If you’ve ever met me in person or followed me on Twitter then you know I’m a fan of the occasional expletive. Some days I salt my conversations more liberally than others, but I’m always guaranteed at least one nugget of joy.
I’ve never understood the societal aversion to cursing. Language is a rich experience and to limit yourself with arbitrary boundaries only dilutes the experience. There are those who think the words are naughty and should be forbidden to all. There are others who think it signifies a lack of intelligence.
Curse words are like any other tool and when used properly can achieve breathtaking results. Here are some examples of what I believe are solid executions of profanity which not only enrich the story they’re telling, but elevate it to a level it would never achieve without swearing.
Glengarry Glen Ross by David Mamet
A modern masterpiece about flawed human beings scrambling to prove their own self worth. For a movie that’s purely driven by dialogue it’s more riveting than most modern day action films. The speech patterns have a beautiful cadence almost like a symphony orchestra effortlessly flowing from one movement to the next.
Al Pacino was nominated for an Academy Award for his performance as Ricky Roma and the play on which the movie was based on won the Pulitzer Prize and was nominated for four Tony awards. Does any of this sound lowbrow to you?
These characters are vividly brought to life in a manner which few other films have achieved and their language is an integral part of that accomplishment. Those who dismiss the film as vulgar because of its profanity are missing the world that these words weave together. Curse words are used to seduce and entice, they’re used to destroy your enemies, and most famously, they’re used to motivate.
Blackbirds by Chuck Wendig
Miriam Black knows how you’re going to die. Her ability, activated through simple touch, has alienated her from anyone with a pulse.
She’s human flotsam, trapped in the swiftly moving currents of our nation’s highways. Keeping off the grid and in the shadows, she sticks to the underbelly of society because that’s where she feels most comfortable. The warm embrace of foul mouthed, hard drinking, people who just want to make it through the day.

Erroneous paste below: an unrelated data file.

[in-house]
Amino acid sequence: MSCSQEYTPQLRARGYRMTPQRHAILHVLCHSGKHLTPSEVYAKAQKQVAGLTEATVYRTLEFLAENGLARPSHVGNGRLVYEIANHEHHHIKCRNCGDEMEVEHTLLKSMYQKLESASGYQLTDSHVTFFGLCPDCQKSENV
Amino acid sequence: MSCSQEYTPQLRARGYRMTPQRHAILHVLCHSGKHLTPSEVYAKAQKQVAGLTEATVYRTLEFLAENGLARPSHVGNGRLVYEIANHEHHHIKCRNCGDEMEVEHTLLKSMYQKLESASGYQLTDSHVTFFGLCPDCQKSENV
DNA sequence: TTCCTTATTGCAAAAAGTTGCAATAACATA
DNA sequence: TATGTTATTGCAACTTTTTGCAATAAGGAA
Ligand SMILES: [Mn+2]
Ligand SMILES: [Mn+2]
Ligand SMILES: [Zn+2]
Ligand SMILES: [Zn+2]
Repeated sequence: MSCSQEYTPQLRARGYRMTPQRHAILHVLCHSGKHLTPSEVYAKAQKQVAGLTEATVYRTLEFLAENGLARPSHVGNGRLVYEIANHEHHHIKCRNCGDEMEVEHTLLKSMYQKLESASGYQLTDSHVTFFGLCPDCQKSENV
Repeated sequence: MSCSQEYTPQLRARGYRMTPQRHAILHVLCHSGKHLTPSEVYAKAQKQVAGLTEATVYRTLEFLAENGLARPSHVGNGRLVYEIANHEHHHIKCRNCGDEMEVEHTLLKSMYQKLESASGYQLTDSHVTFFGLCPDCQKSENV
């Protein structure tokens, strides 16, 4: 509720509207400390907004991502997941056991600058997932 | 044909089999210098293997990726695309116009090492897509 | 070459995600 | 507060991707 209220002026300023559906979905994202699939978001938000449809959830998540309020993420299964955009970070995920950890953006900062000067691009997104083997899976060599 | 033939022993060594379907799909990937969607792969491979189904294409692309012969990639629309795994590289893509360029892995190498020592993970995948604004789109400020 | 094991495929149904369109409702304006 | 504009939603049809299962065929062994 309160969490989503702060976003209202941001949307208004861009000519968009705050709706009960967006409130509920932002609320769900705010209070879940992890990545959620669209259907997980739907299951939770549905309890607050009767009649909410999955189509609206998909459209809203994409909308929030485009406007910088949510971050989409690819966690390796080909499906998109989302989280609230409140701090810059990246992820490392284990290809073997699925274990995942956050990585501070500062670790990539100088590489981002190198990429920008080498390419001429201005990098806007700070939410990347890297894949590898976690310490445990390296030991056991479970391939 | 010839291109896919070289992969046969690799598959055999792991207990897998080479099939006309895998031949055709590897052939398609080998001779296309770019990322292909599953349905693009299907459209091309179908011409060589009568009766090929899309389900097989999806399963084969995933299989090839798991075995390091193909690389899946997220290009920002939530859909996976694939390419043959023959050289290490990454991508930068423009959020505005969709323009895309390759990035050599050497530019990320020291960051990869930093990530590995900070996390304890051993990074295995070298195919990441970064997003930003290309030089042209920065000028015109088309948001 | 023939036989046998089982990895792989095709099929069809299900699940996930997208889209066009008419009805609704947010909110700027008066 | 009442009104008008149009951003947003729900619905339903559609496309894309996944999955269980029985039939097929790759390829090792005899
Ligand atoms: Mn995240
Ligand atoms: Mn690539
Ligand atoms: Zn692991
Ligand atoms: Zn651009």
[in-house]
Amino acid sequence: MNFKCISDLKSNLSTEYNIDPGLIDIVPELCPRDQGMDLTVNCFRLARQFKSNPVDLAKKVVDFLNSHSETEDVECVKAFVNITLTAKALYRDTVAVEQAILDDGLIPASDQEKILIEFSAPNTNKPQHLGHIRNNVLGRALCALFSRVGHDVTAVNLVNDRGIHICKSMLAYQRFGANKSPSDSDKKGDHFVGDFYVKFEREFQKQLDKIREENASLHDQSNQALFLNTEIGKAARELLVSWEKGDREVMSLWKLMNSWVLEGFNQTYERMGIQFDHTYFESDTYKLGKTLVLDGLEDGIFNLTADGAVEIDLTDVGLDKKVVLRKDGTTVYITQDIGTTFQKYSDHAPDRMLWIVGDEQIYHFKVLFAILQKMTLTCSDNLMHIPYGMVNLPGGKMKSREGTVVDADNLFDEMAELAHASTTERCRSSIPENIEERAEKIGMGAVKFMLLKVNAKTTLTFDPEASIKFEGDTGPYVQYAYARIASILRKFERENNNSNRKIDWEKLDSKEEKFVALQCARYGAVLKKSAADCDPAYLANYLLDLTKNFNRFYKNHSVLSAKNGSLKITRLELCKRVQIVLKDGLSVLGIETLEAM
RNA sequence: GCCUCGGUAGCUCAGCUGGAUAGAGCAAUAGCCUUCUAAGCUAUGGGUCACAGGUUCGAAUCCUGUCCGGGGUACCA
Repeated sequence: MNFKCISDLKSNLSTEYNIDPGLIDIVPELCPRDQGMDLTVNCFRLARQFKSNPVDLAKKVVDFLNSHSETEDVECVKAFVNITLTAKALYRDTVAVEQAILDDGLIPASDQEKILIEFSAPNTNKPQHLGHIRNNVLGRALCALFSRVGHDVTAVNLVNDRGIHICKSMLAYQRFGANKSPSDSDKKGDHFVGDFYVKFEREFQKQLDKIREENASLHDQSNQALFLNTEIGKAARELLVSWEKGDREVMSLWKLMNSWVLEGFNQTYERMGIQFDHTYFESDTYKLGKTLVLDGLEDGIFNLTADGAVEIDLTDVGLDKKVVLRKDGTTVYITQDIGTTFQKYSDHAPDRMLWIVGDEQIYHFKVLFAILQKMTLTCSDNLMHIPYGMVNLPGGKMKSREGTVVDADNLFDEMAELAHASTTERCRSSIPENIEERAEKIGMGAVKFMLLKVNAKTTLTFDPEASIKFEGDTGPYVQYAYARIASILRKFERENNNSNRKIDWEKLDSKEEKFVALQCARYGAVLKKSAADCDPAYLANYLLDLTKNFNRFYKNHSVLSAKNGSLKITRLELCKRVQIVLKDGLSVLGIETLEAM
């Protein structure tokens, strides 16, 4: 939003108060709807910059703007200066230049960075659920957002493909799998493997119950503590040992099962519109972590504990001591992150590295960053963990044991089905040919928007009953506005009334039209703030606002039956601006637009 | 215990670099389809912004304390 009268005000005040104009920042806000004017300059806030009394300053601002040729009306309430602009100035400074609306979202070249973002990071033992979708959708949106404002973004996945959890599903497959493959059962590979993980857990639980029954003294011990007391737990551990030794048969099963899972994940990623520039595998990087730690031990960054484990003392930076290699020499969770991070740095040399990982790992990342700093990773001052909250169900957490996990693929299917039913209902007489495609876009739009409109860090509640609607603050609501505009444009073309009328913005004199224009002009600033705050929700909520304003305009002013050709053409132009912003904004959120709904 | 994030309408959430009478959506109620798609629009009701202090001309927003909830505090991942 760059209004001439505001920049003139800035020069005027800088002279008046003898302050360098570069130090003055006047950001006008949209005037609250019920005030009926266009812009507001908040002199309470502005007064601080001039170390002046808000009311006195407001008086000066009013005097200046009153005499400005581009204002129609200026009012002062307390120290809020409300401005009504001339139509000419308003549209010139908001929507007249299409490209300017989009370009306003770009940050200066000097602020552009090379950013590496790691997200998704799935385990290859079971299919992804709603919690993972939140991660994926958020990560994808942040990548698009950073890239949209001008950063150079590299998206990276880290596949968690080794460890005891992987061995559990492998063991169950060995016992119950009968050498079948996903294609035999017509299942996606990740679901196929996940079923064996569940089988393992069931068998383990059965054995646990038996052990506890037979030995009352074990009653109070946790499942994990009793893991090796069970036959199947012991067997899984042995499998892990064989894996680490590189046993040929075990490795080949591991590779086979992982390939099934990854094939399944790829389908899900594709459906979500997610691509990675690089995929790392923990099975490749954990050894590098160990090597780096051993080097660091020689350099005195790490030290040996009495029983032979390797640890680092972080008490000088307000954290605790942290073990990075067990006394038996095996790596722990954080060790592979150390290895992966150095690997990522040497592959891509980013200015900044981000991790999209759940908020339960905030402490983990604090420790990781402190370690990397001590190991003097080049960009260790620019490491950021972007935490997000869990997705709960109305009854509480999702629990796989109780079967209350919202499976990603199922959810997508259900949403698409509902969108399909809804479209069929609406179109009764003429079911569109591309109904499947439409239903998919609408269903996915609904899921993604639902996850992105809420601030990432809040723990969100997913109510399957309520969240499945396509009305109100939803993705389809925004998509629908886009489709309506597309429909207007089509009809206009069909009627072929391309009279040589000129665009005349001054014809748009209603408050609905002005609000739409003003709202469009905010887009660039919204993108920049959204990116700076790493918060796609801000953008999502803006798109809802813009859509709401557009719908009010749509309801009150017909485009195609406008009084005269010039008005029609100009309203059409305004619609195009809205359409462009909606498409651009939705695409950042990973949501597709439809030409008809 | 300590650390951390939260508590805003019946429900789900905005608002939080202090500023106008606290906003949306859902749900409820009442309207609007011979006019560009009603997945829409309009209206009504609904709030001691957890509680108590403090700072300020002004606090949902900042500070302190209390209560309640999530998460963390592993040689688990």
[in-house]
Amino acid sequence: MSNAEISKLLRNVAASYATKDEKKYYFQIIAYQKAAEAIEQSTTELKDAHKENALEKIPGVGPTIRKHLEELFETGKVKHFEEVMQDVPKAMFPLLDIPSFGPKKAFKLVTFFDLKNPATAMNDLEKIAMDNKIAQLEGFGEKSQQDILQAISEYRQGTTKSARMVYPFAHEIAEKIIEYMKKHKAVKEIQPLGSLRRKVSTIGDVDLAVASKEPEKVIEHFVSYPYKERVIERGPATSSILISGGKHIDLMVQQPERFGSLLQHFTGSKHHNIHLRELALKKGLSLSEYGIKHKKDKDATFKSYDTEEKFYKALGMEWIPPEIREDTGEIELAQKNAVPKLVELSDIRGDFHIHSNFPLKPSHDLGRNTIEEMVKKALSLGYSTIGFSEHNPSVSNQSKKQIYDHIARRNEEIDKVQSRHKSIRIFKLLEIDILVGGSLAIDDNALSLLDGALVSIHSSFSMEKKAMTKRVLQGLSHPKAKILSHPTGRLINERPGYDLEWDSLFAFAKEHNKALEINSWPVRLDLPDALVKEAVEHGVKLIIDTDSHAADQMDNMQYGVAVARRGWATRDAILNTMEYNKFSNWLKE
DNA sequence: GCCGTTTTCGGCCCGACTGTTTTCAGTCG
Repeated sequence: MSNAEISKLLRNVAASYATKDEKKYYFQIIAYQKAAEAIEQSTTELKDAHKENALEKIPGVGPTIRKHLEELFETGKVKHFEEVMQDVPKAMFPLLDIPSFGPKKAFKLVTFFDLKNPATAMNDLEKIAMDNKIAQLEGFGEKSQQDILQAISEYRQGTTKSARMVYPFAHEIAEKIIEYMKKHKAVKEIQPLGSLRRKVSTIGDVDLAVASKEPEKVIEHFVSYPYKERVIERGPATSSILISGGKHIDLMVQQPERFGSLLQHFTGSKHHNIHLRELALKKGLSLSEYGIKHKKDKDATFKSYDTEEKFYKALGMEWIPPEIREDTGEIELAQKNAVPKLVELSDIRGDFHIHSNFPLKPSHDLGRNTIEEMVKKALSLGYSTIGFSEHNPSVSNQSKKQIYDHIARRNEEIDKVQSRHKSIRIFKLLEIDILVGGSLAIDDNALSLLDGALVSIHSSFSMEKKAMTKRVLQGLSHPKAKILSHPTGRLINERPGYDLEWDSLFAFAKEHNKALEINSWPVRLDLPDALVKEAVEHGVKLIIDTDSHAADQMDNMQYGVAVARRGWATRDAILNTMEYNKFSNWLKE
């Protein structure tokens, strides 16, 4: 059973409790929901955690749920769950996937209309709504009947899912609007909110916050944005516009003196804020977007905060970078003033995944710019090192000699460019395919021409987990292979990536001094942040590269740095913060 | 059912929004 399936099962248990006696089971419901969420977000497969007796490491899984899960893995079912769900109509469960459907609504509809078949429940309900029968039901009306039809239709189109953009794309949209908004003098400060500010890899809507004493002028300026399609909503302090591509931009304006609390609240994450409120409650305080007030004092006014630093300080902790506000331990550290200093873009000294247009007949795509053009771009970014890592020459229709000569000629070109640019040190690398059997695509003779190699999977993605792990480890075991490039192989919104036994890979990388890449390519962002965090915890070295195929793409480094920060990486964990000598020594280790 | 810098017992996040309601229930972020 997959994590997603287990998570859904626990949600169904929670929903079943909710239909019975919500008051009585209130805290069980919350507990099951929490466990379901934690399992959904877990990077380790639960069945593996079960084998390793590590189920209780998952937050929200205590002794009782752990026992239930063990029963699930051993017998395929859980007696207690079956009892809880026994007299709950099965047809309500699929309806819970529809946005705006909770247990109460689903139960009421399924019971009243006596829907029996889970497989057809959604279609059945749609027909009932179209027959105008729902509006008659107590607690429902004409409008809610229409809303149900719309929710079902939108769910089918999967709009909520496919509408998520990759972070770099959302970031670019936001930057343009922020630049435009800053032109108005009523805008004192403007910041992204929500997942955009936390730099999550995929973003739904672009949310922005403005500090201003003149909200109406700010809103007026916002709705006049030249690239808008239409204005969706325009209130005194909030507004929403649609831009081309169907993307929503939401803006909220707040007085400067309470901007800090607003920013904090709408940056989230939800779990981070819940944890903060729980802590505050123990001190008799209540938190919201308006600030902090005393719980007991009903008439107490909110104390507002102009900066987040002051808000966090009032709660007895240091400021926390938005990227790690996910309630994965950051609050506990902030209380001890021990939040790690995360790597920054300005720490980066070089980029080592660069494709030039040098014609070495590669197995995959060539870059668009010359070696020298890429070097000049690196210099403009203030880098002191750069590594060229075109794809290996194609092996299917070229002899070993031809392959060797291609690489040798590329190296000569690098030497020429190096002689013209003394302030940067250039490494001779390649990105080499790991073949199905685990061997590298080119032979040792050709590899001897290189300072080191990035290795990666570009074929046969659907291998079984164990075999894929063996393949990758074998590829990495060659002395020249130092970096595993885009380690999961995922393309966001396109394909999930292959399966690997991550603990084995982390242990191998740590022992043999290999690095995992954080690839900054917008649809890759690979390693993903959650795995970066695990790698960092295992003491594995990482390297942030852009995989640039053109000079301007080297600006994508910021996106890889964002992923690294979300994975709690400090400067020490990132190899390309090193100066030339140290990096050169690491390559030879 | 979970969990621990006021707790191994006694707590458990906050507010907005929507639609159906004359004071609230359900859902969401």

Blackbirds was one of those books which refused to let me go. I couldn’t help but glue my eyes to each page and absorb every delicious word. Miriam’s creative vulgarity isn’t an affectation, but the result of many hard years on the road. When you’re surrounded by bikers, truckers, late-night diner waitresses and noonday drinkers, some of their dialect is bound to rub off.
If someone were to do something as foolish as censor her swearing, you’d find yourself with a boring tale and a cardboard character. Her swearing isn’t an attempt at being cool, but a heady mixture flowing within her veins. Miriam without her cursing is like Romeo without his soliloquy, utterly pointless and painfully banal.
Again, you’ll find those who will dismiss this book solely because of its word choice. To be honest, who needs those boring bastards as readers anyway? My only concern with the suburban masses is when they plan to ban (or burn) a book in order to “save the children”. If it were up to them we’d all be trapped in a G-rated Disney hell.
I thank Chuck Wendig and his delectably vulgar mouth for making our world just a little bit more interesting.
Personally, I’m a fan of people with a little dirt on their hands. Those folks who have experienced the darker times in life and still choose to enjoy it. I avoid the teetotalers who think “damn” is a curse word and whose idea of letting loose is unbuttoning the top two buttons on their shirt. If you read this article and think I’m full of shit, so be it. For the rest of you, I’ll see you at the bar and the first round’s on me.
Do you know of any other examples of swearing elevated to an art form? Let us know in the comments or shoot me a tweet @gabrielnovo. If you enjoy these articles then feel free to have them delivered directly to your inbox or share them with a friend using the buttons below.